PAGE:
Estate tweed


We have a long history of working with estates, with over 80 on our books today, from the rocky glen's on Scotland's West coast to the grouse moors of Aberdeenshire, as well as further afield. As a result, we work closely with one of the most experienced cloth designers in the country to ensure the perfect tweed for the landscape.

Estate tweeds are very much still alive and act as a modern uniform for employees, ghillies and stalkers alike.

Estate tweeds are the exclusive patterns of many Scottish estates, some handed down through the generations, which only the estate’s owners and workers are entitled to wear. It is centuries-old practice for an owner to give new estate suits to his gillies and keepers every two years.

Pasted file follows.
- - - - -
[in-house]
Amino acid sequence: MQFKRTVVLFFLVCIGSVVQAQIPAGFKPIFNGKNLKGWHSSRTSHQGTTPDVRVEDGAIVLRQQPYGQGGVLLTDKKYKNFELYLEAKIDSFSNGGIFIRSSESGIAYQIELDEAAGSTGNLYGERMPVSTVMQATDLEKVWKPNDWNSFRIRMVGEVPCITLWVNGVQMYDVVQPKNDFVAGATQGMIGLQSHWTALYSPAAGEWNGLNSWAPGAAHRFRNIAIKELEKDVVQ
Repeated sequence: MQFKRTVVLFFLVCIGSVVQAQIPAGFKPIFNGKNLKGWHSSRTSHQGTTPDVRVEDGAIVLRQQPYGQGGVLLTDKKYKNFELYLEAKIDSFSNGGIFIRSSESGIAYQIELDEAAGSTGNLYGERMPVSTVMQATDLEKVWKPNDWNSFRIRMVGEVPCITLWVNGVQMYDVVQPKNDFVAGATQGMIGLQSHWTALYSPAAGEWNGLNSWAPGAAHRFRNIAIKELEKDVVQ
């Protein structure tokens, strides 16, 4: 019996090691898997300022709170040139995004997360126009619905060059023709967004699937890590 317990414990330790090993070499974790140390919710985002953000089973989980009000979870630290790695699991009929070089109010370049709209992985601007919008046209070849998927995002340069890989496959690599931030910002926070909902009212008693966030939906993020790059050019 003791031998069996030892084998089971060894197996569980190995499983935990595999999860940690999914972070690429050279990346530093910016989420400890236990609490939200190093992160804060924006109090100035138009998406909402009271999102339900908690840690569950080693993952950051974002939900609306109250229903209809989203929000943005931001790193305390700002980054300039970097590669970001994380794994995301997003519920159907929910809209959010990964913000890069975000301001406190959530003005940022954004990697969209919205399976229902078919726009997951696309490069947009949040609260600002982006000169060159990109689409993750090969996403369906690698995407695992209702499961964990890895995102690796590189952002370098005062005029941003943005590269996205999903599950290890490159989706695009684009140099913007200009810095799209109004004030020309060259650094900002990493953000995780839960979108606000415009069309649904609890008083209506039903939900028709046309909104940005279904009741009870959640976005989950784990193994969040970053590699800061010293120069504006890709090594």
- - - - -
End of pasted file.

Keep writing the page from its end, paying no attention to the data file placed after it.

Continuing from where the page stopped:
The principal of the estate tweed is for the keepers, stalkers and ghillies to remain camouflaged while on the land on which they work. As a result, tweeds vary significantly, with grey tweeds being favoured on the rocky land on the West, to browner tweeds for the eastern Scottish grouse moors.

The very name of "tweed" fabric was hatched in a blunder – it should have been tweel, the Scots form of twill, or two-threaded fabric. But when a Scottish manufacturer sent a consignment to James Lock in London in 1826, the name was badly written and misread. As the cloth was made on the banks of the Tweed, the term was adopted.